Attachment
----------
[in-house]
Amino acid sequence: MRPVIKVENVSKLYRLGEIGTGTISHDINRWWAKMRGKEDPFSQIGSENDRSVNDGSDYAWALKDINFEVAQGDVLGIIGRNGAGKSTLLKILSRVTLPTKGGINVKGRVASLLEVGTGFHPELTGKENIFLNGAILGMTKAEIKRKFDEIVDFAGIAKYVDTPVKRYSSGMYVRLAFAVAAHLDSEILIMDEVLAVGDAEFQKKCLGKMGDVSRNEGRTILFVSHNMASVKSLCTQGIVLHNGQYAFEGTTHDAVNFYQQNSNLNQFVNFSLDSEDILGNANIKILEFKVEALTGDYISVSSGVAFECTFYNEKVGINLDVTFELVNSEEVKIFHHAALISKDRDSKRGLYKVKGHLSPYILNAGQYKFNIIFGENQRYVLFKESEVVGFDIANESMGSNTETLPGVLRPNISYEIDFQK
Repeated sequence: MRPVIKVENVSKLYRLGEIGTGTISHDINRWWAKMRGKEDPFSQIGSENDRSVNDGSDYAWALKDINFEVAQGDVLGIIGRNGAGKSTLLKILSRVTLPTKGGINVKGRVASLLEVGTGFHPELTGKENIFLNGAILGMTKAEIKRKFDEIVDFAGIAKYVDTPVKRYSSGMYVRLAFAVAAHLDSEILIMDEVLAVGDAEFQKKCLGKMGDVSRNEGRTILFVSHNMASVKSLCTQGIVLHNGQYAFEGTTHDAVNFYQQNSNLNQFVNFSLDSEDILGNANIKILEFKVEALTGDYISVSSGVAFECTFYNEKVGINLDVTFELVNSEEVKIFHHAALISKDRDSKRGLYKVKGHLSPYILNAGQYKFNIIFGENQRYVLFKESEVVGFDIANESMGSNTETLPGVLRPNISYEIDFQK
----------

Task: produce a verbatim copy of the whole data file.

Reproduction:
[in-house]
Amino acid sequence: MRPVIKVENVSKLYRLGEIGTGTISHDINRWWAKMRGKEDPFSQIGSENDRSVNDGSDYAWALKDINFEVAQGDVLGIIGRNGAGKSTLLKILSRVTLPTKGGINVKGRVASLLEVGTGFHPELTGKENIFLNGAILGMTKAEIKRKFDEIVDFAGIAKYVDTPVKRYSSGMYVRLAFAVAAHLDSEILIMDEVLAVGDAEFQKKCLGKMGDVSRNEGRTILFVSHNMASVKSLCTQGIVLHNGQYAFEGTTHDAVNFYQQNSNLNQFVNFSLDSEDILGNANIKILEFKVEALTGDYISVSSGVAFECTFYNEKVGINLDVTFELVNSEEVKIFHHAALISKDRDSKRGLYKVKGHLSPYILNAGQYKFNIIFGENQRYVLFKESEVVGFDIANESMGSNTETLPGVLRPNISYEIDFQK
Repeated sequence: MRPVIKVENVSKLYRLGEIGTGTISHDINRWWAKMRGKEDPFSQIGSENDRSVNDGSDYAWALKDINFEVAQGDVLGIIGRNGAGKSTLLKILSRVTLPTKGGINVKGRVASLLEVGTGFHPELTGKENIFLNGAILGMTKAEIKRKFDEIVDFAGIAKYVDTPVKRYSSGMYVRLAFAVAAHLDSEILIMDEVLAVGDAEFQKKCLGKMGDVSRNEGRTILFVSHNMASVKSLCTQGIVLHNGQYAFEGTTHDAVNFYQQNSNLNQFVNFSLDSEDILGNANIKILEFKVEALTGDYISVSSGVAFECTFYNEKVGINLDVTFELVNSEEVKIFHHAALISKDRDSKRGLYKVKGHLSPYILNAGQYKFNIIFGENQRYVLFKESEVVGFDIANESMGSNTETLPGVLRPNISYEIDFQK